Election 2024

Out candidate Chad Klitzman says Bridget Ziegler’s story is too outlandish for Hollywood

Chad Klitzman
Chad Klitzman Photo: Chad Klitzman for State Senate

30-year-old Chad Klitzman, running to represent south Broward County in Florida’s Senate, will be the youngest member of that body if elected.

A win for the former Obama White House staffer, Columbia Law graduate, and sometime screenwriter (he’s got a Netflix movie to his name) would also double LGBTQ+ representation in the Florida Legislature, which remarkably counts only one gay member among its ranks in either chamber.

Sitting Sen. Shevrin Jones (D) of southern Broward County is currently an LGBTQ+ caucus of one.

In 2020, at the height of the COVID pandemic, Klitzman, then just 25, dove into politics with a race for Elections Supervisor in Broward Co., losing by a razor-thin margin but avoiding the assault on voting rights that came with Donald Trump’s loss at the polls and a blizzard of anti-democratic legislation from Florida Gov. Ron DeSantis and Tallahassee lawmakers.

But Klitzman won the vote in the area that he’s now running hard to represent.

LGBTQ Nation: Where did I find you today?

Chad Klitzman: I’m sweating in the Florida sun, knocking on doors in a retirement community in the district.

You’re an acknowledged politics nerd, and you have been since before you could vote. You served as president of Kids Voting Broward, and as a student ambassador to the Broward League of Cities. What shaped your interest in politics?

My first memory is probably being like in second grade with some local politicians coming in to speak to my elementary school. Also, I sang at Congresswoman Debbie Wasserman Schultz’s swearing-in with my 5th grade drama workshop (laughing).

Then when I was in 10th grade, I had an internship up in Washington, D.C. on the Hill, and I was able to just kind of roam the halls of the Capitol and found myself in the committee hearing where they were writing the Affordable Care Act. And that was a pretty formative experience for me. I got hooked, and I’ve been involved in politics ever since.

Where were you when you learned about Trump getting convicted on all 34 counts of his hush money trial, and what was your first thought?

I was at home raising money on the phone, and my first thought was the process worked.

While you were in college, you served in the Obama administration in various capacities, including as part of the White House visitor’s office doing event planning. What was the biggest event you worked on, and what was the most memorable behind-the-scenes screw-up that you witnessed?

Thankfully, there wasn’t a long list. There’s really no room for error when you’re putting together events for the president and the first lady.

I think the most memorable thing was working on White House Halloween, which is an event that doesn’t get a lot of attention nationally, but it’s a big deal in D.C. The Department of Education brings in hundreds, if not thousands, of students from the area to come trick-or-treat at the White House. It’s always logistically complicated to get people in and out of the White House, but now everyone’s in full costume and you have to get them in and out of the White House.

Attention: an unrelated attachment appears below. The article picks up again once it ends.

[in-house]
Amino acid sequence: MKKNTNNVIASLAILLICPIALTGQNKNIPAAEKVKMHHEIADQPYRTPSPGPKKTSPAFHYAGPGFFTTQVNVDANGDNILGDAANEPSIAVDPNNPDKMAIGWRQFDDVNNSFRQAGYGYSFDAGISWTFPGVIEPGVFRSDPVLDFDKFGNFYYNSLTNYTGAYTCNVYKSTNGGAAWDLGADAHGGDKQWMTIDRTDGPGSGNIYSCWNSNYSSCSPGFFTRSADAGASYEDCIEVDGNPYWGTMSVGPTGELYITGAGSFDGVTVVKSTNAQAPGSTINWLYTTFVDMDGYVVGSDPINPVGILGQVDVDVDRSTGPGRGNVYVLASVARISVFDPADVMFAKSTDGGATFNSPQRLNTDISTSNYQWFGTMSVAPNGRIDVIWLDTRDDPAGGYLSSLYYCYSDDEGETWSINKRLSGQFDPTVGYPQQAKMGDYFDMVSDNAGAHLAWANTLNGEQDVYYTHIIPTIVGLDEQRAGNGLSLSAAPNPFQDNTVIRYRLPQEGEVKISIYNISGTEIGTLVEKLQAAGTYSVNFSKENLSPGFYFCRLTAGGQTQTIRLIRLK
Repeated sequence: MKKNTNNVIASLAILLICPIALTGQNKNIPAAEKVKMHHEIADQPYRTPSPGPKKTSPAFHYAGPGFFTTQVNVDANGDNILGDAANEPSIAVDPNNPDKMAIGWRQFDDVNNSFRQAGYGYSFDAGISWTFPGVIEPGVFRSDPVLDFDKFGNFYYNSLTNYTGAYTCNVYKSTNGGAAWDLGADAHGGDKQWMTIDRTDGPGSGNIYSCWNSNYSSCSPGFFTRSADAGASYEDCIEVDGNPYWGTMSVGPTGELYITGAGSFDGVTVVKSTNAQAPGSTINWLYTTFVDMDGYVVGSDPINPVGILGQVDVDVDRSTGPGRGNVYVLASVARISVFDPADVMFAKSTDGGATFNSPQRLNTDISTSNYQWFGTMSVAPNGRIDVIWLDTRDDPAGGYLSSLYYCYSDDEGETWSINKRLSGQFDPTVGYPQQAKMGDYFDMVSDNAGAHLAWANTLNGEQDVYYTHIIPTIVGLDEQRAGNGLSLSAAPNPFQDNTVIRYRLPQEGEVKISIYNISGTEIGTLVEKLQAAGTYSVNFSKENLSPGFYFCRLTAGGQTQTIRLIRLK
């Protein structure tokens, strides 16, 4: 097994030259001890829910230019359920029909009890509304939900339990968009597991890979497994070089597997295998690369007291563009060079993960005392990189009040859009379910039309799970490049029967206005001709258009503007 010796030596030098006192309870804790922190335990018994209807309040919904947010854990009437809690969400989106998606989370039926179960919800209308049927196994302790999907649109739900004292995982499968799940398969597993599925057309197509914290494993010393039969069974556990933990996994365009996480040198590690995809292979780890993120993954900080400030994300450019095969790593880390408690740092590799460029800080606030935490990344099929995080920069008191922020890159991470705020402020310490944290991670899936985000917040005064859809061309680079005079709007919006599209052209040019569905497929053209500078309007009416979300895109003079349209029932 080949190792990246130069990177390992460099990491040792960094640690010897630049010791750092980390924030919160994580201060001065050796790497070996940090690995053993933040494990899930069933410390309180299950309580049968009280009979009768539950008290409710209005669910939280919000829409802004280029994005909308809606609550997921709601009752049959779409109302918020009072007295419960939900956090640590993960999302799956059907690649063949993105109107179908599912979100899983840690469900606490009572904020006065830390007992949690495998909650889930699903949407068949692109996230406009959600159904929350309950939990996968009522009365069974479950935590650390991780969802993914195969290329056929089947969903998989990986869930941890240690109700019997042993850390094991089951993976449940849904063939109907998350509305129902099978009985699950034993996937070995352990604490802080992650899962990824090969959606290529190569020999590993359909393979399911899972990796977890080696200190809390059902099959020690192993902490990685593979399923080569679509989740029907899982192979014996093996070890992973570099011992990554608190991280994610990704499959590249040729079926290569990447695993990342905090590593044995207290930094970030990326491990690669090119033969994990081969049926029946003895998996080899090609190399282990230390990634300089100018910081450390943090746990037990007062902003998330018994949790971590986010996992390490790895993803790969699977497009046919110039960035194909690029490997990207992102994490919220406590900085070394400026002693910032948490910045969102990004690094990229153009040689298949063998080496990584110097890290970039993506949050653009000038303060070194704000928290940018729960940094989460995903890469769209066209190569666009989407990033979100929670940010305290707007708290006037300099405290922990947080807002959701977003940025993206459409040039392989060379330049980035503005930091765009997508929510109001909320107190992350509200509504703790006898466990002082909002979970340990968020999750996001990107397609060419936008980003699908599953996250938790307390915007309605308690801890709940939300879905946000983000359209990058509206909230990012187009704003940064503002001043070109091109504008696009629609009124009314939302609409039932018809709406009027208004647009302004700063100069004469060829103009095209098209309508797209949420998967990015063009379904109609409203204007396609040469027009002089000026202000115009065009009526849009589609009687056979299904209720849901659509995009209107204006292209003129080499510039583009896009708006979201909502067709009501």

In the course of my time at there, we helped shepherd in a quarter of a million people, huge numbers. It became far more democratic and that was something that the president and first lady really wanted to stay true to. That has not always been the case in every administration. Certainly, it became a lot less true in the four years following the Obama administration.

In college, you were also a participant in the Department of Transportation Summer Transportation Internship Program for Diverse Groups. What diverse group did you fall into?

(Laughing) It’s not like they asked about sexuality, but if this counts as a group, I’ve been an aviation nerd my entire life, and so to be able to combine my interest in politics and in transportation and in aviation all into one was awesome.

I was at the FAA in the aviation safety unit, and most incidents you never hear about, because they’re not fatal, but some of them are kind of funny. Like, some guy in some state decides he wants to go get a gallon of milk, so he takes his airplane and he lands in the parking lot of the convenience store. But there were also incidents like the Malaysia flight, which went missing, which CNN talked about for months. So it was a really interesting summer.

As you say, you’re an aviation geek, and you’re also a proud travel points enthusiast. What’s the itinerary you’re most proud of?

(Laughing) I appreciate the question. Probably the coolest thing I’ve done is, back in 2017 they retired the 747 and did a retirement flight, recreating the very first 747 flight from San Francisco to Honolulu. I immediately bought a ticket — the flight sold out within about five minutes.

So they did everything as if it was the 1970s. They gave us fake cigarettes. Flight attendants were all dressed like they would have been dressed in the 70s. They did the in-flight meals just like they would have been in the 70s. Even the entertainment was, you know, stuff from the 70s.

We even did a low flyover of the Golden Gate Bridge, which they didn’t tell us we were going to do, which is like quite an experience to do in a commercial aircraft like the 747. They couldn’t get people to sit down, people were just so amped up.

Have you ever run into Secretary of Transportation Pete Buttigieg on one of your flights, and if you did, what would you say to him?

I have not. I’d say, “You’re doing a great job. Keep it up!”

When did you come out?

When I was 21.

Were you out in the Obama White House?

I was not. However, it’s funny, through three consecutive experiences in government, I actually had three openly LGBTQ+ bosses, like, without me looking for it, which I thought was kind of like an interesting sign from the universe, and certainly very helpful in my own journey to coming out.

Are you seeing anyone now?

I’m not.

Are you looking?

Sure (laughing).

You earned your law degree at Columbia. What was the best thing about law school and what was the worst?